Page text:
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When my web browser connects to a website, the source port my end is a number like 27825, what range of ports can it use and how regularly does it change?

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I couldn't find anything about the part > how regularly does it change? But what range of ports can it use is answered here on Server Fault –  user 99572 is fine May 26 '13 at 11:09
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closed as off topic by John Conde May 26 '13 at 14:30

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1 Answer

When you connect to a website you are connecting on port 80 which is the default port for all HTTP services, you can connect to websites that use other ports such as 8080 but you need to use http://domain.com:8080 unless they have the port 80 service redirect to another port.

Internal Loop backs

Now with this said and to answer your question, browsers establish connections on the remote host port that is setup on their server i.e port 80. Browsers do not communicate as far as I know on any other port unless the server its running on another port, if you are using a TCP monitor you will see Firefox, IE, Chrome etc operating on ports other than 80 then what your seeing is internal loop backs which these platforms use to communicate within the software. Take a look at TCP View from Microsoft you will notice that on the left side you have local port, and remote port. The local port is the internal loop back and the HTTP service is running on port 80 and that's how the data is being communicated externally.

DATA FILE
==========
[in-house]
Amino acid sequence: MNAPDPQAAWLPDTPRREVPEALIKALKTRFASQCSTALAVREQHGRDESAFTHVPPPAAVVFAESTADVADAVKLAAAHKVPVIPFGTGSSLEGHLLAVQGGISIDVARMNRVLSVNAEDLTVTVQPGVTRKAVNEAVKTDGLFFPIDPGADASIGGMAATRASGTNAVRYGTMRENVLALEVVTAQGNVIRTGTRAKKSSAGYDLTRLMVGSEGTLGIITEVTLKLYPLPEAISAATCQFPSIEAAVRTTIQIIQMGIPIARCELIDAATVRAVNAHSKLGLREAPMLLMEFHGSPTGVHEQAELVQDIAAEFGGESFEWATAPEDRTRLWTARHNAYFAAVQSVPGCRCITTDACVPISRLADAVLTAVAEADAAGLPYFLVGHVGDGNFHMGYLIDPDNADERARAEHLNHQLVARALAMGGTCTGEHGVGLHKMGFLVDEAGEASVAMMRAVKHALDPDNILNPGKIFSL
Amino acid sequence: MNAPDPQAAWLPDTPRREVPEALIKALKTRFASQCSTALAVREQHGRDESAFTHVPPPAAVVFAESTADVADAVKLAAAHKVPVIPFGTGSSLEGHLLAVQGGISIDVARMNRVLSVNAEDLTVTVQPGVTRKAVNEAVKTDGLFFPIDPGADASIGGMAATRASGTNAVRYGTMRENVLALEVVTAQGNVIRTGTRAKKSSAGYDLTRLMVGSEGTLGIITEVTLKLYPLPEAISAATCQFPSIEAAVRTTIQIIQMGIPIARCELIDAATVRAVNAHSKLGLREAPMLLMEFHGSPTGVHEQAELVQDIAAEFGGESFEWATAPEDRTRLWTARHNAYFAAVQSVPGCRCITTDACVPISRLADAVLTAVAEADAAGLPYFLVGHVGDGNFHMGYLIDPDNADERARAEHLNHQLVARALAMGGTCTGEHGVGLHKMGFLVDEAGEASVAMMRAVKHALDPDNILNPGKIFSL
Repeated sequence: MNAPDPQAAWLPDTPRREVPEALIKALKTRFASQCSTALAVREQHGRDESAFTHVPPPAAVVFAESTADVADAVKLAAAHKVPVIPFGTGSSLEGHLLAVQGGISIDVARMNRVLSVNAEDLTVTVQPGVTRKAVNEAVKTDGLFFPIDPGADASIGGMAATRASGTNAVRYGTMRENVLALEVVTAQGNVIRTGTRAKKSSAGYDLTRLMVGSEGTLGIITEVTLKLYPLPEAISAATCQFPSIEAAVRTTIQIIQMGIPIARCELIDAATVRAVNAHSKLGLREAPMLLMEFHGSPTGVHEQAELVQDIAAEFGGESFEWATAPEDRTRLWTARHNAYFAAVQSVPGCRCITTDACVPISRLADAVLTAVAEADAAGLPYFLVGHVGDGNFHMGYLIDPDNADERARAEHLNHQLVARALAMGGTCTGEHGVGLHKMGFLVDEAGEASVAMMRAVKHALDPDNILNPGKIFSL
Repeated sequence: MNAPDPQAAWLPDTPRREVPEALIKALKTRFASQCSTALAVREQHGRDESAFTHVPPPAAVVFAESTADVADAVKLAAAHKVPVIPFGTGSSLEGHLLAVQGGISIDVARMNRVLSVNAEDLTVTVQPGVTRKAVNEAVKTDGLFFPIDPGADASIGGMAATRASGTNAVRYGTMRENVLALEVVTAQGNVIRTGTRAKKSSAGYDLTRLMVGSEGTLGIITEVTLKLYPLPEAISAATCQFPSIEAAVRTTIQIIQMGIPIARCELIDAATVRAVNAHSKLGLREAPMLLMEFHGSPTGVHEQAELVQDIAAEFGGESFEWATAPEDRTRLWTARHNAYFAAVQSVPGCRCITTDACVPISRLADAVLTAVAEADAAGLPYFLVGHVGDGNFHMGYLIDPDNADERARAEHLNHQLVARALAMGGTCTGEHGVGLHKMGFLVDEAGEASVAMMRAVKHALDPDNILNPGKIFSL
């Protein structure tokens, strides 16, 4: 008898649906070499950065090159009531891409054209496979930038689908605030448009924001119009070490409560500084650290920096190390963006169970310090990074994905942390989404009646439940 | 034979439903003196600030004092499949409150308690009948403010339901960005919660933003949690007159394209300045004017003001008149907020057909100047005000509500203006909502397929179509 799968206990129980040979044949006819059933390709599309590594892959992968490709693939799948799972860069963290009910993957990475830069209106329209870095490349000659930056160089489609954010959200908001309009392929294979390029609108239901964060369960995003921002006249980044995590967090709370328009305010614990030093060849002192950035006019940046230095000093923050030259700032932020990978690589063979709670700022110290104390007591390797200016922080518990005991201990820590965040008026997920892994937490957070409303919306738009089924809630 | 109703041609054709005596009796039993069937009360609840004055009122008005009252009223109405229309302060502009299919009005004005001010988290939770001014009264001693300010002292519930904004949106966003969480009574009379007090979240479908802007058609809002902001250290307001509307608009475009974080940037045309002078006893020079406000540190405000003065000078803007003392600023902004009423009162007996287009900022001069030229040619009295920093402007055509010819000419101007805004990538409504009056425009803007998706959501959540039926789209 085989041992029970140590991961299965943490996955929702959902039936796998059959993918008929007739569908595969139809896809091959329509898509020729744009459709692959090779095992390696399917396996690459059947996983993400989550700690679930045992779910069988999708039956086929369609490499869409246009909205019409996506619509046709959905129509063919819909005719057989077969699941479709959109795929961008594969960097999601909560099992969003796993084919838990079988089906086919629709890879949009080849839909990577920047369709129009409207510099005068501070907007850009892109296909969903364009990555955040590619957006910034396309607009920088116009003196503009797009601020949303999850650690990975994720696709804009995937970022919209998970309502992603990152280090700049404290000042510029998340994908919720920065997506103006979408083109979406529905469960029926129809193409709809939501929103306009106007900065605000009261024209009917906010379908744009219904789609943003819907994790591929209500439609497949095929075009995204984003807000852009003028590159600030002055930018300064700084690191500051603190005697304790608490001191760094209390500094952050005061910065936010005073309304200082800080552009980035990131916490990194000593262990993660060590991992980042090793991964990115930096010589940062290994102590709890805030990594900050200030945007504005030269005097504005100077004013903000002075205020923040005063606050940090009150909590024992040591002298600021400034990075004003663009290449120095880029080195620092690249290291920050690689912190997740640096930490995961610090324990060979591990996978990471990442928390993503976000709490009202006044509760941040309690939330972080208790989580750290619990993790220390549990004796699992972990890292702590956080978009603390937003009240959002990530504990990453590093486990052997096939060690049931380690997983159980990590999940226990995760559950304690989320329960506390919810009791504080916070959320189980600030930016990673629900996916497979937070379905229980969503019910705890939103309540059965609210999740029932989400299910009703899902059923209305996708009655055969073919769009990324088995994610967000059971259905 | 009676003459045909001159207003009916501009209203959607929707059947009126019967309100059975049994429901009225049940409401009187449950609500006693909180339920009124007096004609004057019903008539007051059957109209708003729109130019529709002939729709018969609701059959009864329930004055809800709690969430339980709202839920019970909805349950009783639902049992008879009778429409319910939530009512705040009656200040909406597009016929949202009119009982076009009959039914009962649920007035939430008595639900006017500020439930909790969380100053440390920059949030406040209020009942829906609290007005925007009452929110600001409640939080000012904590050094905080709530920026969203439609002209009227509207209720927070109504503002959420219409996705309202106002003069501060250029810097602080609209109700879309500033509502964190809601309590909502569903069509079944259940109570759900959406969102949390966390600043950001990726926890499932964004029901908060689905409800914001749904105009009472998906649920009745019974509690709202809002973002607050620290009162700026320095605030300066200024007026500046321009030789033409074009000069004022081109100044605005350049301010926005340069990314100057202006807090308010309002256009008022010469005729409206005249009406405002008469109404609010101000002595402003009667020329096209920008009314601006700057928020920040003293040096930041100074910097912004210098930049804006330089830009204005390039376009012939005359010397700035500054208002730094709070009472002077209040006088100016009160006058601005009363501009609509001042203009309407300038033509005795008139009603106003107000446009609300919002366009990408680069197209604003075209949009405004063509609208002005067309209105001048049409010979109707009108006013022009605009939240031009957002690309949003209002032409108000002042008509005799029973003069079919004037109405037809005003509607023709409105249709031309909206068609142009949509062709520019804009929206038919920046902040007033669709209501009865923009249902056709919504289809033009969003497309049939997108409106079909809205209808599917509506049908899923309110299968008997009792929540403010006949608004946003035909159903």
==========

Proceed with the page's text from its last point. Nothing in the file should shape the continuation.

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Port 80 is the port of the web server, the "Destination port" I am referring to the source port. –  h00j May 26 '13 at 14:00
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